Another beloved classic that recently found its way to the screen once again, Louisa May Alcott’s Little Women tells the story of the four March girls in the years following the Civil War. The appeal of the book has always been the strength of the book’s central female characters. Although they choose different paths, they are not relegated to the sidelines.  The critically acclaimed 2019 film, adapted and directed by Greta Gerwig, emphasizes the message of female empowerment. Nominated for six Academy Awards (including Best Director and Best Adapted Screenplay); won for Best Costume Design.

In Jonathan Lethem’s atmospheric detective story Motherless Brooklyn, private detective with Tourette’s Syndrome investigates the murder of his mentor/boss, a small time mobster.  The book was adapted for screen by Edward Norton, who also directed, produced, and starred in the 2019 motion picture. Set in 1950s New York, it’s a modern day film noir reminiscent of L.A. Confidential.

In Postcard Killers, NYPD detective Jack Kanon is on a tour of Europe’s most captivating cities, but he’s not just any tourist. Kanon is hunting his daughter’s killer, who has left a string of corpses through Europe. Bestselling authors James Patterson & Lisa Marklund teamed up for the 2010 novel, later adapted for screen as The Postcard Killings, starring Jeffrey Dean Morgan and Famke Janssen.

The 1981 book Scary Stories to Tell in the Dark by Alvin Schwartz is a collection of terrifying tales retold from American folklore. Illustrated with macabre drawings by Stephen Gammell, it served as a gateway to horror for generations of children and spawned two sequels. The 2019 movie, directed by Guillermo del Toro, brings to life six interwoven tales inspired from the original book collection. Bonus watch: Aficionados of Schwartz’s books will enjoy the documentary Scary Stories, which focuses on the history and impact of Schwartz’s books.

Natasha, a pragmatist whose family is in imminent danger of being deported to Jamaica, meets Daniel, son of immigrant parents, in The Sun is Also a Star. Is their meeting fate or coincidence, and which of the infinite possibilities that follow will come true? For fans of thoughtful romance. The 2016 bestselling young adult novel by Nicola Yoon was followed by the screen adaptation in 2019.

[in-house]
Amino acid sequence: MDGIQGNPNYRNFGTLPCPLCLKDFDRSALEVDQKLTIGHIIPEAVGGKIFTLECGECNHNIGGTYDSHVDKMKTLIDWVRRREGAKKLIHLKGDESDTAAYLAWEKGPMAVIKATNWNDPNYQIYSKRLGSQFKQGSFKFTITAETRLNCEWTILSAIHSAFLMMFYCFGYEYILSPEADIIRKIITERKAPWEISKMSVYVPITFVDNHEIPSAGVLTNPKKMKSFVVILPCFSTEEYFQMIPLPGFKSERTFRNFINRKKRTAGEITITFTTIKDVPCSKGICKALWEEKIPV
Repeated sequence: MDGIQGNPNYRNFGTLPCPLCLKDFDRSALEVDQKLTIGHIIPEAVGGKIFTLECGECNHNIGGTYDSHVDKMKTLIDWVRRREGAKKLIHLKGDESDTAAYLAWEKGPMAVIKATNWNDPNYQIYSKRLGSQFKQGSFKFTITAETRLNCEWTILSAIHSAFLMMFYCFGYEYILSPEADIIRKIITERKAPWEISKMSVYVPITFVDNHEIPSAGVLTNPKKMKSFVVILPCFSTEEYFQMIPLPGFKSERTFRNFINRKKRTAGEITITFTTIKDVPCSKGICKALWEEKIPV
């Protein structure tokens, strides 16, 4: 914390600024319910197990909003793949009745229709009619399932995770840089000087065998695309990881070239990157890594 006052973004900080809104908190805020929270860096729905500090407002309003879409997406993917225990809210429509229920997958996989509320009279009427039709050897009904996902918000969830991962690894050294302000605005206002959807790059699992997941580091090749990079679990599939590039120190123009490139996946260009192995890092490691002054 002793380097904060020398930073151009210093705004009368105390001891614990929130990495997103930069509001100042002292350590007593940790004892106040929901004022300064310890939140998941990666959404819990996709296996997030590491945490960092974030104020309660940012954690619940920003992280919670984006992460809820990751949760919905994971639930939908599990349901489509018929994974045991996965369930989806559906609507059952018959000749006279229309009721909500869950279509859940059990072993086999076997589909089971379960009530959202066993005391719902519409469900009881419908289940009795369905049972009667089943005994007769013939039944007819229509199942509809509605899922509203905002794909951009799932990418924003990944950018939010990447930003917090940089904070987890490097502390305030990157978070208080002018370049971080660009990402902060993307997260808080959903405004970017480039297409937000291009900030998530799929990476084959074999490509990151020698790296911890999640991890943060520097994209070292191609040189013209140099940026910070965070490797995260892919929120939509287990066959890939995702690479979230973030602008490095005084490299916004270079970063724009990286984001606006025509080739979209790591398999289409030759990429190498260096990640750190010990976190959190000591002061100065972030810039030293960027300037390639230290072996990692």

Bee’s mother has disappeared, and she is determined to find her. Maria Semple’s popular novel Where’d You Go, Bernadette?highlights the tension between women’s opposing roles in life, and shows the lengths one women will go to rediscover herself. The 2019 film was directed by Richard Linklater, and stars Cate Blanchett in the title role.

 

 

LGBTQ+ Movies

LGBTQ+ Movies from Kanopy & Hoopla

Kanopy, the library’s newest streaming service, offers a wide variety LGBTQ+ themed feature films and documentaries including:

The surprise Oscar winner for Best Picture (2016), Moonlight  is a multi layered coming-of-age story, depicting the struggle of growing up black, gay, impoverished, and living with addiction. Tender, lyrical and raw, the movie portrays three chapters in a young black man’s life as he comes to terms with where he came from and who he is.

The Miseducation of Cameron Post tells the story of a young woman who is sent to gay conversion therapy center by her conservative guardians. Although subjected to dubious therapies there, she also finds a community of people like her. Based on the popular novel by Emily M Danforth, and winner of the U.S. Grand Jury Prize at the Sundance Film Festival in 2018.

Wise Kids follows three childhood friends during the transitional summer after high school graduation. While preparing for their Baptist church’s passion play, one deals with a crisis of faith, another coming to terms with his sexuality, and the last with the fact her friends may make different choices than she expected.

Longtime partners Stella and Dot make a run to Canada to get married after Dot’s granddaughter places her in a nursing home due to her declining health. Along the way, the pair picks up a hitchhiker heading home to see his dying mother. Cloudburst poignantly explores the themes of aging and marriage equality with humor and grace.